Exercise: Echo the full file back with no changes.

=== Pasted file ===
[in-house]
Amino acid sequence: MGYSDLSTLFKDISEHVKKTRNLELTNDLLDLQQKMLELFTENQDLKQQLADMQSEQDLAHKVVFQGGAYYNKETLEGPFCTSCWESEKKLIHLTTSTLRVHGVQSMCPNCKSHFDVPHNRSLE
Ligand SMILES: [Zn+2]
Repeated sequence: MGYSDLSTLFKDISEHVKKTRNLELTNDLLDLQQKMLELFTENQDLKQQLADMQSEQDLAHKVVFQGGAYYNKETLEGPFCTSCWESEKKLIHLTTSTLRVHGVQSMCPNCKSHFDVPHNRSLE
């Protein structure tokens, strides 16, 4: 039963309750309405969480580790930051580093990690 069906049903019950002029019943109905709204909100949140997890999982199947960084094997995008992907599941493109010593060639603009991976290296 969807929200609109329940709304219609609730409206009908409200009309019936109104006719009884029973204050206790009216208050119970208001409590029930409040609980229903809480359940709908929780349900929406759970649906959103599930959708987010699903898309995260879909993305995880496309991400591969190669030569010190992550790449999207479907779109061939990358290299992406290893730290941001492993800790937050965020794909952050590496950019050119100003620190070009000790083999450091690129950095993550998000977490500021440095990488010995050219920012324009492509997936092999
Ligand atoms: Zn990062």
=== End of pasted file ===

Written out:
[in-house]
Amino acid sequence: MGYSDLSTLFKDISEHVKKTRNLELTNDLLDLQQKMLELFTENQDLKQQLADMQSEQDLAHKVVFQGGAYYNKETLEGPFCTSCWESEKKLIHLTTSTLRVHGVQSMCPNCKSHFDVPHNRSLE
Ligand SMILES: [Zn+2]
Repeated sequence: MGYSDLSTLFKDISEHVKKTRNLELTNDLLDLQQKMLELFTENQDLKQQLADMQSEQDLAHKVVFQGGAYYNKETLEGPFCTSCWESEKKLIHLTTSTLRVHGVQSMCPNCKSHFDVPHNRSLE
């Protein structure tokens, strides 16, 4: 039963309750309405969480580790930051580093990690 069906049903019950002029019943109905709204909100949140997890999982199947960084094997995008992907599941493109010593060639603009991976290296 969807929200609109329940709304219609609730409206009908409200009309019936109104006719009884029973204050206790009216208050119970208001409590029930409040609980229903809480359940709908929780349900929406759970649906959103599930959708987010699903898309995260879909993305995880496309991400591969190669030569010190992550790449999207479907779109061939990358290299992406290893730290941001492993800790937050965020794909952050590496950019050119100003620190070009000790083999450091690129950095993550998000977490500021440095990488010995050219920012324009492509997936092999
Ligand atoms: Zn990062």